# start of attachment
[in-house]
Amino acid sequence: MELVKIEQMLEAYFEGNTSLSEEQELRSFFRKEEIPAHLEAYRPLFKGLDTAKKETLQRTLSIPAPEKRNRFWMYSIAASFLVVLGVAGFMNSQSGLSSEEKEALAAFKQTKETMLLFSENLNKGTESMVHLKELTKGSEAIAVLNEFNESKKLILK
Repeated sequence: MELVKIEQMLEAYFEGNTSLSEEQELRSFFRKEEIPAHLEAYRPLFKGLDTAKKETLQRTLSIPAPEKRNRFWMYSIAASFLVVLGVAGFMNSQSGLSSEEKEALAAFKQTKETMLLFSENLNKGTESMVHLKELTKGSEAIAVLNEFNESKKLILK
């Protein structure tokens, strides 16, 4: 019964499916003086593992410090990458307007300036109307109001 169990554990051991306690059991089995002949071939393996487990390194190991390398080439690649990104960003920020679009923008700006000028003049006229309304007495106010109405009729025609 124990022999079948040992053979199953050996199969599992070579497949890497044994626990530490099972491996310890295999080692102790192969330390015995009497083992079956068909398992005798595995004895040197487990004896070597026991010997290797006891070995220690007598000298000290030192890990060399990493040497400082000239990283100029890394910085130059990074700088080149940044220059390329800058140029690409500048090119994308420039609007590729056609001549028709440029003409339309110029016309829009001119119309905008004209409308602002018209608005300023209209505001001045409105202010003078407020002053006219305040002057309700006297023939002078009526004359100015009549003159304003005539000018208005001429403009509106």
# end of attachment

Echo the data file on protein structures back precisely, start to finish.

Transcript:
[in-house]
Amino acid sequence: MELVKIEQMLEAYFEGNTSLSEEQELRSFFRKEEIPAHLEAYRPLFKGLDTAKKETLQRTLSIPAPEKRNRFWMYSIAASFLVVLGVAGFMNSQSGLSSEEKEALAAFKQTKETMLLFSENLNKGTESMVHLKELTKGSEAIAVLNEFNESKKLILK
Repeated sequence: MELVKIEQMLEAYFEGNTSLSEEQELRSFFRKEEIPAHLEAYRPLFKGLDTAKKETLQRTLSIPAPEKRNRFWMYSIAASFLVVLGVAGFMNSQSGLSSEEKEALAAFKQTKETMLLFSENLNKGTESMVHLKELTKGSEAIAVLNEFNESKKLILK
């Protein structure tokens, strides 16, 4: 019964499916003086593992410090990458307007300036109307109001 169990554990051991306690059991089995002949071939393996487990390194190991390398080439690649990104960003920020679009923008700006000028003049006229309304007495106010109405009729025609 124990022999079948040992053979199953050996199969599992070579497949890497044994626990530490099972491996310890295999080692102790192969330390015995009497083992079956068909398992005798595995004895040197487990004896070597026991010997290797006891070995220690007598000298000290030192890990060399990493040497400082000239990283100029890394910085130059990074700088080149940044220059390329800058140029690409500048090119994308420039609007590729056609001549028709440029003409339309110029016309829009001119119309905008004209409308602002018209608005300023209209505001001045409105202010003078407020002053006219305040002057309700006297023939002078009526004359100015009549003159304003005539000018208005001429403009509106």